The good news about North Korea is that it is ready to resume diplomatic contacts with Japan and the United States. At the ASEAN Regional Forum in Brunei this week, Pyongyang’s foreign minister, Mr. Paek Nam Sun, expressed a willingness to mend fences with Tokyo and Washington in talks with Foreign Minister Yoriko Kawaguchi and Secretary of State Colin Powell.
The first sign of a thaw had emerged in late July when North Korea expressed regret over the June 29 North-South naval battle in the Yellow Sea that killed five South Koreans. In hindsight, that gesture of reconciliation set the stage for a series of North Korean offers to reopen dialogue with South Korea as well as Japan and the U.S.
On Friday, the two Koreas began three days of working-level talks at the Mount Kumgang scenic spot to pave the way for a ministerial meeting. Meanwhile, Japanese and North Korean diplomats are expected to meet in Pyongyang later this month to restart normalization talks. Also in the works, again in the North Korean capital, is a bilateral meeting of Red Cross officials. And, next Wednesday, the nuclear plant project in North Korea — a three-way deal involving the U.S., South Korea and Japan — will take a step forward when concrete-laying begins.
What is North Korea up to? The reasonable guess is that it is trying to avoid further international isolation and repair its rickety economy. It appears that the hardline policy of U.S. President George W. Bush — who has branded North Korea as part of an “axis of evil,” along with Iran and Iraq — is pushing it toward detente.
The question, as always, is whether Pyongyang is willing to take specific confidence-building measures. The ball remains in North Korea’s court. To get it rolling, Pyongyang must deal positively with pending issues. These include, for Japan, the fate of “missing” Japanese suspected of being abducted by North Korean agents, beginning in the 1970s; for South Korea, reconstruction of an inter-Korean railroad and a visit to Seoul by North Korean leader Kim Jong Il.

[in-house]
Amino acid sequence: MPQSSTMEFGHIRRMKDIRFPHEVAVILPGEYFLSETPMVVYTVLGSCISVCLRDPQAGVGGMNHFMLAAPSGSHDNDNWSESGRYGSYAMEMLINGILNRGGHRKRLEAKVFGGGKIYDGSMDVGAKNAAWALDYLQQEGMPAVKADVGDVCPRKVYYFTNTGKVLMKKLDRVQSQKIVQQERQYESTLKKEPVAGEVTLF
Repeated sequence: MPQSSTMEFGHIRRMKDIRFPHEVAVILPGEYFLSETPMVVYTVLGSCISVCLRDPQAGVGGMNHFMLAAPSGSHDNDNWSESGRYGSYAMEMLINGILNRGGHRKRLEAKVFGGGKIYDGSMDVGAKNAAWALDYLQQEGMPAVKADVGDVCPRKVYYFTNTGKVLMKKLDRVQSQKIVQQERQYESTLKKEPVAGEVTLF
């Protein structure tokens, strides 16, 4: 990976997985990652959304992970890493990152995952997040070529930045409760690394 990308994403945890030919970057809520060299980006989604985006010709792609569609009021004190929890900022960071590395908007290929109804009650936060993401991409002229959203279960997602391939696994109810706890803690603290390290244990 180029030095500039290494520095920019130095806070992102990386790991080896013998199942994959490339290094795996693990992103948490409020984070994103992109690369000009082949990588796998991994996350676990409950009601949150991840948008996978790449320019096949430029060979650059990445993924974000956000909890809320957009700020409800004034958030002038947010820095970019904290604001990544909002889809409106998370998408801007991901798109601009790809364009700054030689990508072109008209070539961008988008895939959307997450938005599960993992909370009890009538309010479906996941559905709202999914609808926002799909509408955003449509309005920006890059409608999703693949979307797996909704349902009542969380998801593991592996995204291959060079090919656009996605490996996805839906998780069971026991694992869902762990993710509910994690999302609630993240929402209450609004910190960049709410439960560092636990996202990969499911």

Secretary of State Powell, who met informally with Foreign Minister Paek on the sidelines of the ARF session, described the 15-minute chat as a “good meeting,” saying recent North Korean statements will be studied after he returns home. North Korea must yet clear high hurdles, including nonproliferation of weapons of mass destruction; compliance with the 1994 Agreed Framework requiring Pyongyang to give up its nuclear weapons program in exchange for commercial light-water reactors; reduction of conventional weapons; and cooperation in humanitarian relief.
It may be premature, to say the least, to conclude that North Korea is finally beginning to change. However, reported economic changes in the communist state, such as steep price and wage increases, abolition of the food-rationing system and currency integration, are worth noting. Does all this mean that the Stalinist dictatorship is moving toward something like a “socialist market economy”? Russian Foreign Minister Igor Ivanov, who recently visited Pyongyang, was quoted as saying the country “is trying to change the character of its economy.”
The Stalinist state created a “free market” for farmers in the late 1990s to cope with the crop failures that made it difficult to maintain the rationing system. Travelers report that private buses — more expensive but faster than public transportation — are running in local cities. In early 2001, Mr. Kim called for a “new thinking” approach to economic reconstruction. Enterprises are reportedly operated on a profit-and-loss basis to motivate managers and boost morale.
The fact remains, though, that the centrally planned economy is on the verge of collapse. Bringing it more in line with reality, or the market, while preserving the socialist brand, must be the only sensible way of averting an implosion. For Japan and other countries involved, the realistic response should be to engage with North Korea more positively to help it steer through the difficult transition that lies ahead.
The European Union is promoting human rights diplomacy as part of its engagement policy. The EU also attaches importance to the education and training of North Korean specialists and bureaucrats. Japan ought to have a different role to play, given the history and geography of the two nations. But it shares a common objective with the EU and others: taking in North Korea as a respectable member of the international community.
The challenge for Japan, South Korea and the U.S. is to pursue an integrated long-term policy of engagement that serves that objective. In the long run, only that kind of policy can lead to enduring peace and stability in East Asia.
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